The concept of “Dry January” took off a decade ago and finally landed on my radar a few years ago, but as a beer writer, what use have I of non=alcoholic beverages to write about? It turns out, when these soft drinks are hopped, I’ve got at least two occasions to cover ’em. The first was in Drynuary 2020 and then again Drynuary 2022 with a local (to Bend) twist. Here are some great hoppy N/A beverages for a thirsty nation via The Takeout and here’s some available to Central Oregonians via Bend Source Weekly.
It’s not in the realm of doughnuts, but when you’re raised on these chocolaty or cinnamony or sometimes pruny treats found at every self-respecting Jewish delicatessen, you gotta shout it from the rooftop. Or from The Takeout. My love letter to rugelach.
While some places like Memphis, Kansas City, Austin, and the Carolinas are synonymous with regional barbecue, cowboys, Gauchos, and denizens of California’s Central Coast have our own: Santa Maria BBQ. Straight outta the 805, this technique is all about red oak and those 7-second grates. It can be chicken, fish, or various cuts of beef. But really, it’s about tri tip, as explained in The Takeout.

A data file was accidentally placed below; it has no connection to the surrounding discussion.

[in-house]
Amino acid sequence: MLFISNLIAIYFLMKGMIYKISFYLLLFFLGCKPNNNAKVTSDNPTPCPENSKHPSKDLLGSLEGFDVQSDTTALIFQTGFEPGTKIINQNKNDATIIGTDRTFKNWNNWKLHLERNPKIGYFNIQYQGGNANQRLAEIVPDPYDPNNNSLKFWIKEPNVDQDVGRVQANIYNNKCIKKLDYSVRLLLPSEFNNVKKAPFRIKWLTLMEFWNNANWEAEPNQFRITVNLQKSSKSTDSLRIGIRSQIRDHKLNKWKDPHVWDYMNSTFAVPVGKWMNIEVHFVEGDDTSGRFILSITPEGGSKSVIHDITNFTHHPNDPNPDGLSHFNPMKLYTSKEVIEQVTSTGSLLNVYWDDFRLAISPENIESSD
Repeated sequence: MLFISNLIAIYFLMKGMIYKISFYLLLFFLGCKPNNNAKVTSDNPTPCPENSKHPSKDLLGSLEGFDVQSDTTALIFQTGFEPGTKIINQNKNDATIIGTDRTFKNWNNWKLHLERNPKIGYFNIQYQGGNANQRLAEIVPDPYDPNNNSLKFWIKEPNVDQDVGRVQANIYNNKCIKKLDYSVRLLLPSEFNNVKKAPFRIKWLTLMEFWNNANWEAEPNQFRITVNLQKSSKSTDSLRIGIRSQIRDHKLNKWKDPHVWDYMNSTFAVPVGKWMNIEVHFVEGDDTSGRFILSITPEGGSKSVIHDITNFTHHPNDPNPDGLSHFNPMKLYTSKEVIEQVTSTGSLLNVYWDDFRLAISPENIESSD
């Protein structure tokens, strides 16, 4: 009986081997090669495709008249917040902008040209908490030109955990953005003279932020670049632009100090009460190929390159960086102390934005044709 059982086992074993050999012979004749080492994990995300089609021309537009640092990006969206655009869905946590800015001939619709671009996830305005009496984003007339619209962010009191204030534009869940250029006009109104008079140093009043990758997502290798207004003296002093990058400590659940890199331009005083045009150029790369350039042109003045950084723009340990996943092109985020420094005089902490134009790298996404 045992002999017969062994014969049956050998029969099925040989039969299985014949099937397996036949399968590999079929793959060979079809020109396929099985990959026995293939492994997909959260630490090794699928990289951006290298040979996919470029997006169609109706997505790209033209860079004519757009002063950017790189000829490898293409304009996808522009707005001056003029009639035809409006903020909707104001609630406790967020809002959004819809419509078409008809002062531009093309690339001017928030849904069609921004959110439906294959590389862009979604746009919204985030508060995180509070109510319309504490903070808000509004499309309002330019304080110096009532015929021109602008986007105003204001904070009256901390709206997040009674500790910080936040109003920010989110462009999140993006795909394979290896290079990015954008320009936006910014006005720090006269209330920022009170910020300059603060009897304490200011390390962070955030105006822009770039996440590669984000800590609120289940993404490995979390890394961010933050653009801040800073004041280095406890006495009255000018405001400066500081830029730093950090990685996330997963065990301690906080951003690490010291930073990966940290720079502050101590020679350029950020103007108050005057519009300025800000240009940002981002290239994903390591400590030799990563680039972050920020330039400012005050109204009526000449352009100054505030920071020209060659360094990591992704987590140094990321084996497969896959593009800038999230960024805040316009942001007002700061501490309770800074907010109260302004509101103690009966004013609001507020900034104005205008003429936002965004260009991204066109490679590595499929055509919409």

It wasn’t one singular inspiration but a handful that were all blended together to form one delicious idea: exploring the world and its peoples through their sweetened, fried doughs. These aren’t delicacies that are referred to as doughnuts, but I challenge you to explain why they are not such. To workshop these stories, I get to contribute to The Takeout–a culinary website from the same publisher as the seriously-funny innovators of “fake news,” The Onion.
First up: Navajo fry bread. Yes, the Indian food staple is now part of most tribe’s cookbooks or maybe you think it’s just fry-dough or a carnival staple, the elephant ear. Here’s where the yummy treat originated.